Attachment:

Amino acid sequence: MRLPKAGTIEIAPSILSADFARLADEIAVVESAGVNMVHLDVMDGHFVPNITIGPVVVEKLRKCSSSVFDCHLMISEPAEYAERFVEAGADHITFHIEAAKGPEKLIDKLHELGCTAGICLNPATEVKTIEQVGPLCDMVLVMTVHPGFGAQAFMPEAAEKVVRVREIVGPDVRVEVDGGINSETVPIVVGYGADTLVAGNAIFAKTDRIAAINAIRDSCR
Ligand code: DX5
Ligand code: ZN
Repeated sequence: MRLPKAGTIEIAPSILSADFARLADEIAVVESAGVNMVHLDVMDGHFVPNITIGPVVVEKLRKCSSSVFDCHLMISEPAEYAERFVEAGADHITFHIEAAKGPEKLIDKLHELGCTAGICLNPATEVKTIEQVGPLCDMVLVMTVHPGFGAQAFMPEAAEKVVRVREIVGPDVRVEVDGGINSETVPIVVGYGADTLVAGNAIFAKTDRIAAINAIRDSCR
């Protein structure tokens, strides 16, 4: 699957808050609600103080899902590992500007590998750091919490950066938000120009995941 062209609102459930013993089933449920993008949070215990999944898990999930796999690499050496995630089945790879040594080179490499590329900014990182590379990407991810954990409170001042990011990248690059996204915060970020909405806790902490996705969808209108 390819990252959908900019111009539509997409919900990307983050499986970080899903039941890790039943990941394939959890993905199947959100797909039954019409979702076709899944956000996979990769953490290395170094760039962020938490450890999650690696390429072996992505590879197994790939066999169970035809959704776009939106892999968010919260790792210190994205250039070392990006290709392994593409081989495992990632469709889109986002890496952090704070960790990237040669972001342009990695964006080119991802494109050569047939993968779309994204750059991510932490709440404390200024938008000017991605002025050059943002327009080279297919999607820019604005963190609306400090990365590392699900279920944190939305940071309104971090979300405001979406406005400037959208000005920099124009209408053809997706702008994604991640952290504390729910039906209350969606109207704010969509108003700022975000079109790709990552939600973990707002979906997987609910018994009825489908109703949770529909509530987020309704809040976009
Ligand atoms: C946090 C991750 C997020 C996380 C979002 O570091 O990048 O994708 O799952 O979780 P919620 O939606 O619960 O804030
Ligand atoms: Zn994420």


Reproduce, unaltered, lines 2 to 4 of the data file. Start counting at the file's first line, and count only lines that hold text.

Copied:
Ligand code: DX5
Ligand code: ZN
Repeated sequence: MRLPKAGTIEIAPSILSADFARLADEIAVVESAGVNMVHLDVMDGHFVPNITIGPVVVEKLRKCSSSVFDCHLMISEPAEYAERFVEAGADHITFHIEAAKGPEKLIDKLHELGCTAGICLNPATEVKTIEQVGPLCDMVLVMTVHPGFGAQAFMPEAAEKVVRVREIVGPDVRVEVDGGINSETVPIVVGYGADTLVAGNAIFAKTDRIAAINAIRDSCR